Results: Most common diseases in 1940 were: pertussis, tuberculosis, typhoid, bronchopneumonia, measles, fracture, diphtheria, malaria, pneumonia, tonsillitis and adenoid vegetations. In 1950: bronchopneumonia, measles, pertussis, dystrophy, tonsillitis; toxicosis, dyspepsia, enterocolitis, tuberculosis, burns. In 1960: bronchopneumonia, dehydration, tonsillitis, measles, vegetations, otitis, dyspepsia, hernias, bronchitis, fracture. Disease-related case-fatality rates were, in 1940: meningitis 83%, decompensation 64%, toxicosis 51%, bronchopneumonia 43%, dystrophy 43%, tuberculosis 42%, pertussis 21%, otitis 16%, pharyngeal diphtheria16%, dyspepsia 14%. In 1950: atrepsia 89%, tetanus 77%, toxicosis 75%, meningitis 65%, tuberculosis 43%, nephrosis 40%, bronchopneumonia 37%, enterocolitis 34%, imperforate anal 33%, septicemia 33%. In 1960: atrepsia 88%, septicemia 84%, tetanus 76%, prematurity 76%, atresia 62%, bronchopneumonia 61%, gastroenteritis 56%, congenital lues 50%, toxicosis 49%, congenital heart disease 43%.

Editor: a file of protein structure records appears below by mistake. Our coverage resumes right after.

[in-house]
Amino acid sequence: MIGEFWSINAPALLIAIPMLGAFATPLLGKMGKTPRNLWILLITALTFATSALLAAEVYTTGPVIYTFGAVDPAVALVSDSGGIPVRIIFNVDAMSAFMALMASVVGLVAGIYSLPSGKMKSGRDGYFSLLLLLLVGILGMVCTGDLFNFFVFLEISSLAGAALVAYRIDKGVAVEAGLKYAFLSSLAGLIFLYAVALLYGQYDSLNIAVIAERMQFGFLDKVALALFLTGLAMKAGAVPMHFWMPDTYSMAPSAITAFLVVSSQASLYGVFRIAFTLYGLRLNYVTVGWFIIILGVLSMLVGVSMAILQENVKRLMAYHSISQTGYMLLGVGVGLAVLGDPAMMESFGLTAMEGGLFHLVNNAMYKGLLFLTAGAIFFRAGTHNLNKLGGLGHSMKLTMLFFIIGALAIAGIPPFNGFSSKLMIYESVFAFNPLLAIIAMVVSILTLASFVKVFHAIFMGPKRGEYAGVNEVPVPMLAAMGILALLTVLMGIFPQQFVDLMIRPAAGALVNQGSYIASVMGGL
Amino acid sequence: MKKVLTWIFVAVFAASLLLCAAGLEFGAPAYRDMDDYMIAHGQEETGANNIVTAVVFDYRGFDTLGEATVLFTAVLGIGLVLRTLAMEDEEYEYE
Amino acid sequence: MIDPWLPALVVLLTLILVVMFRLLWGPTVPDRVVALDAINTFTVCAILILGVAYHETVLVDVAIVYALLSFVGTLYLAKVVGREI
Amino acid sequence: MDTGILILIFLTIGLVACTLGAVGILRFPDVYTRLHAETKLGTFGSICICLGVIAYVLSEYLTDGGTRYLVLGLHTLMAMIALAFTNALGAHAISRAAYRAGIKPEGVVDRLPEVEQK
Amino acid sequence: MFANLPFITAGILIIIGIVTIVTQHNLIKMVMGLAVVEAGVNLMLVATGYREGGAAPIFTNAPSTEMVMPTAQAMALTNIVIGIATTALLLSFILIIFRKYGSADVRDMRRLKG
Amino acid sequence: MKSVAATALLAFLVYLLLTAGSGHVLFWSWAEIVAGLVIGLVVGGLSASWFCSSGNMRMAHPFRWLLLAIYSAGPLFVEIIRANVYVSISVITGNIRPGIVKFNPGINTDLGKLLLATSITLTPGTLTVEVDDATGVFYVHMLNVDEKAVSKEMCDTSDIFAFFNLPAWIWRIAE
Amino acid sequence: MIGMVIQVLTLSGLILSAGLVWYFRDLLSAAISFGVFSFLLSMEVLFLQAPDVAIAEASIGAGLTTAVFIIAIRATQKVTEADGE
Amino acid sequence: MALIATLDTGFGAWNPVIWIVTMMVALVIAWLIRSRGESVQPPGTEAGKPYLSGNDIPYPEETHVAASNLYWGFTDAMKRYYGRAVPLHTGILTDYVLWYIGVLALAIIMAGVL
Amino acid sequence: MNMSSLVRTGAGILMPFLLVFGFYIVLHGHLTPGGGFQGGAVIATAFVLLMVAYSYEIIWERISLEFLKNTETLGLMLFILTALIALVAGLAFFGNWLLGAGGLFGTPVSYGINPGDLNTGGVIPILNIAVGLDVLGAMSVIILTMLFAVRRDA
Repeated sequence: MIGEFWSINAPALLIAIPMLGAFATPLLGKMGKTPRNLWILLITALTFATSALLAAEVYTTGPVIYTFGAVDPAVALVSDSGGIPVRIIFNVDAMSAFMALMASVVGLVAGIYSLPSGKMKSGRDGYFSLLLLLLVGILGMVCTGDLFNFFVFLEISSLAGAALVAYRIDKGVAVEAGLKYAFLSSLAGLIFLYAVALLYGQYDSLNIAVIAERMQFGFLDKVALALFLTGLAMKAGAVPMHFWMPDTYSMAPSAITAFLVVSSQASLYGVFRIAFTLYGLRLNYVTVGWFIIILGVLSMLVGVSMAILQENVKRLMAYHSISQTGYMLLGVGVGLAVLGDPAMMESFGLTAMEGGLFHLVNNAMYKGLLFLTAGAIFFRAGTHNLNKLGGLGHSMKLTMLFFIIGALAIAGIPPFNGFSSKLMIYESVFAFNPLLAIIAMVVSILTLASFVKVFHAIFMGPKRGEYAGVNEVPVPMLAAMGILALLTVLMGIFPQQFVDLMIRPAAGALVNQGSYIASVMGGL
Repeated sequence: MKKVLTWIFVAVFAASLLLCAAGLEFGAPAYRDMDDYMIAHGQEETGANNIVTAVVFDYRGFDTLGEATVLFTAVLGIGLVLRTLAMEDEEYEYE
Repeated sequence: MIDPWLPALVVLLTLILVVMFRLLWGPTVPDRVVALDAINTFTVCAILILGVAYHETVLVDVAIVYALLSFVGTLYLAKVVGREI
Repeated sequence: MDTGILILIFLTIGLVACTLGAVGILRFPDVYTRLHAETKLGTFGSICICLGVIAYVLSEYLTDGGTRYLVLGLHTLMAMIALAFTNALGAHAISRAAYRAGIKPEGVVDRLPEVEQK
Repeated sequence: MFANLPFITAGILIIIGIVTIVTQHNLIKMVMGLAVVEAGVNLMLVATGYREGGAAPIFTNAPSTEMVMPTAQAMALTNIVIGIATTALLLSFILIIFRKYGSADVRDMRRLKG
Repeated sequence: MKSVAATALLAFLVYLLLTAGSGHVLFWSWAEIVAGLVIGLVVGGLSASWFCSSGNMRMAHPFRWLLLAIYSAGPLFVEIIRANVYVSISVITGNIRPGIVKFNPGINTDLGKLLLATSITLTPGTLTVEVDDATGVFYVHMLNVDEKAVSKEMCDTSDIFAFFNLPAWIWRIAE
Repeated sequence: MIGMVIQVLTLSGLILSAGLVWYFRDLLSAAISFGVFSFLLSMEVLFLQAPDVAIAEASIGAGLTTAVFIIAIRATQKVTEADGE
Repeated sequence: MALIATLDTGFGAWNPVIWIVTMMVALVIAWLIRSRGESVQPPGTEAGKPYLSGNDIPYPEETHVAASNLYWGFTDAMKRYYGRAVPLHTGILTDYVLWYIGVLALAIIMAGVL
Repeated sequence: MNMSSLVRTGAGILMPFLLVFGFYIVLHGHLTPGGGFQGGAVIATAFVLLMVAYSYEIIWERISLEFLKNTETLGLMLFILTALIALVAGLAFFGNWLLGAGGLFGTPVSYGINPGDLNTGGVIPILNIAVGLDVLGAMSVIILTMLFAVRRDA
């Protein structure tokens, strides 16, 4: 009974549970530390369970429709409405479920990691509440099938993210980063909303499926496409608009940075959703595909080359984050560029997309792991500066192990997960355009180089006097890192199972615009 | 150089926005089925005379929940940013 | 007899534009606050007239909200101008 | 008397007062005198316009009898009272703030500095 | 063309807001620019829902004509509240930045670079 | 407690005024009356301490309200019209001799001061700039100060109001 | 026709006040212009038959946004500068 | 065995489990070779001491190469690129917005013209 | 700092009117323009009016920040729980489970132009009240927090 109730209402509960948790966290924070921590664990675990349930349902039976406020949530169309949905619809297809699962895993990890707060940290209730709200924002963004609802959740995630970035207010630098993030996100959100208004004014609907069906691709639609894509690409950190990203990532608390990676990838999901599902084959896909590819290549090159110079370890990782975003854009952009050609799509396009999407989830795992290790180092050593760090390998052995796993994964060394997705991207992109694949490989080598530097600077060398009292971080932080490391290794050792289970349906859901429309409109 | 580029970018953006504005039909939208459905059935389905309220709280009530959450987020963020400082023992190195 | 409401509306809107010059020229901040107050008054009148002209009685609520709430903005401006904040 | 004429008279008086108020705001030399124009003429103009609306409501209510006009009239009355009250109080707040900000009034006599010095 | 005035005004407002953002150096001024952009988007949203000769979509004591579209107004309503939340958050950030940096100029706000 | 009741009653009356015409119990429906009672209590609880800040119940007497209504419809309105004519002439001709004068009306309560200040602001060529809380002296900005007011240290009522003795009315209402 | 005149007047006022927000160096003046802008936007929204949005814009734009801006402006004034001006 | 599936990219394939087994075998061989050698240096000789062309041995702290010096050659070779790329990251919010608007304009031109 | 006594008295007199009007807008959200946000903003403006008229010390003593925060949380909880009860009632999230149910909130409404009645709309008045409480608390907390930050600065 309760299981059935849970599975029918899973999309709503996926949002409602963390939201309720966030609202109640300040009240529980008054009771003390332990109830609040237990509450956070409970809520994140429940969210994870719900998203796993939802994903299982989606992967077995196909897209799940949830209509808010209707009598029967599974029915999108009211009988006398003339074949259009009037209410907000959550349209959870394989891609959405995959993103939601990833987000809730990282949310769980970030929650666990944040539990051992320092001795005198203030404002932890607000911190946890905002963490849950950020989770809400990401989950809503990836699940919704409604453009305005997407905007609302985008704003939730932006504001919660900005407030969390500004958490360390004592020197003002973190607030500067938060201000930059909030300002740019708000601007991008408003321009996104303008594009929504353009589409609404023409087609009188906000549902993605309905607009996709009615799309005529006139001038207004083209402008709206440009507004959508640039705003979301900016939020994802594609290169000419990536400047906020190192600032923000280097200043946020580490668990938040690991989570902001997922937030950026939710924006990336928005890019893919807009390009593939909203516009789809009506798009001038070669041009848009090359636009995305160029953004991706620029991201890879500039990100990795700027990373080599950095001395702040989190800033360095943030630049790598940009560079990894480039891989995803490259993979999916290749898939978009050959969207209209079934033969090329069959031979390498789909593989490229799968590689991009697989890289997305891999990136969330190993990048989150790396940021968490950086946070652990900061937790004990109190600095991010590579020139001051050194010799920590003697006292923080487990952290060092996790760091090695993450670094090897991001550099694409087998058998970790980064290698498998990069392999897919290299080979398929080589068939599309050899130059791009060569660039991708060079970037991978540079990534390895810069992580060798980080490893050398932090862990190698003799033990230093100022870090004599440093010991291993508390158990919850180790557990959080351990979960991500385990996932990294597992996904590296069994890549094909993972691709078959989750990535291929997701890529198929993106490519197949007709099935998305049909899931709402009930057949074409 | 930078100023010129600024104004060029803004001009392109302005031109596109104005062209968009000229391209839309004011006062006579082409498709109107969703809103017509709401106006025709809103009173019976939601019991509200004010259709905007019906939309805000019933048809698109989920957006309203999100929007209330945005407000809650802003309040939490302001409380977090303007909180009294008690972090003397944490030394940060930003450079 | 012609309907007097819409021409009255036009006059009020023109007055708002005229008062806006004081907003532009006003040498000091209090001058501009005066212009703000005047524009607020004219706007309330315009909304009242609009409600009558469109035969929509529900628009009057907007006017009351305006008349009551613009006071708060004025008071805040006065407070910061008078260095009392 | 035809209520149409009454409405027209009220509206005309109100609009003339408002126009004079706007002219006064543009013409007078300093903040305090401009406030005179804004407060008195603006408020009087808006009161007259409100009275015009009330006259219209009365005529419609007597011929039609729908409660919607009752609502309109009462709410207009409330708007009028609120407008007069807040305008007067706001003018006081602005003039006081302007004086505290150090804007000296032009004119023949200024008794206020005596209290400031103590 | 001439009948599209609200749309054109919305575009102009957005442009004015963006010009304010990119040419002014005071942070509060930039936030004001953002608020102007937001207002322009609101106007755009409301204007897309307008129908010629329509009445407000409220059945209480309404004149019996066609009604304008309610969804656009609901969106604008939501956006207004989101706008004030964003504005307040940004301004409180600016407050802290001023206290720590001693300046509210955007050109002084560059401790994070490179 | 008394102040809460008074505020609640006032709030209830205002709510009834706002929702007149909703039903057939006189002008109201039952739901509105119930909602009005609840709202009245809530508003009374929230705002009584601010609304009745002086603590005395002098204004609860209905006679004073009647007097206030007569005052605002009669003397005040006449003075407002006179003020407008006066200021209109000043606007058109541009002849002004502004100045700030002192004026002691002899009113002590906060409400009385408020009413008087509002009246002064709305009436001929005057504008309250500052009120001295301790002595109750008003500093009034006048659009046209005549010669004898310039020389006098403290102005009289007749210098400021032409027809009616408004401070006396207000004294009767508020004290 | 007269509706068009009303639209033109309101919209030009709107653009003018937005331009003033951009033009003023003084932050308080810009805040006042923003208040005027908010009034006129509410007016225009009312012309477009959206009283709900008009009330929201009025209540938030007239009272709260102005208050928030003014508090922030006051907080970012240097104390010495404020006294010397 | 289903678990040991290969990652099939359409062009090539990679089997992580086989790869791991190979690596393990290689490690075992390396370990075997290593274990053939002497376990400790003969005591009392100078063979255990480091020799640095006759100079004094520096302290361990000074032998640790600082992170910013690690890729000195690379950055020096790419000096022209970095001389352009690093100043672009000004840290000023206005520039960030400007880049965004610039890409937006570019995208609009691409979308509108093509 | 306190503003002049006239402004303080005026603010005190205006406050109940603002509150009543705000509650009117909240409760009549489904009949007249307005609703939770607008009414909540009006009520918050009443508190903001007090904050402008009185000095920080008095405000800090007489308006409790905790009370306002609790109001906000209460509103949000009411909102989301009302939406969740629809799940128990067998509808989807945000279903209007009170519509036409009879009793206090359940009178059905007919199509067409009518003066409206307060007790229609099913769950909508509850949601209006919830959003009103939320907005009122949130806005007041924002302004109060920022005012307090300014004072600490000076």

Conclusion: Regarding the morbidity and mortality in children during 1930 and 1960, there was prevalence of infectious diseases, malnutrition (atrepsia), and dehydration (toxicosis).

    Disclosures: R.S., G.N., C.D., V.S., and P.V. declare no competing interests.

    11

    Socio-economic characteristics are associated with nutritional deprivation in the Paraguayan households

    Vit Bubak1, Matteo Cellamare1, Marta Sanabria2

    1Instituto de Desarrollo, Asunción, Paraguay; 2Cátedra y Servicio de Pediatría, Facultad de Ciencias Médicas, Universidad Nacional de Asunción, Asunción, Paraguay

    Introduction: Adequate nutrition constitutes one of the most basic dimensions of human well-being.

    Objetive: To assess the nutritional deprivation of Paraguayan households and its association with socioeconomics characteristics.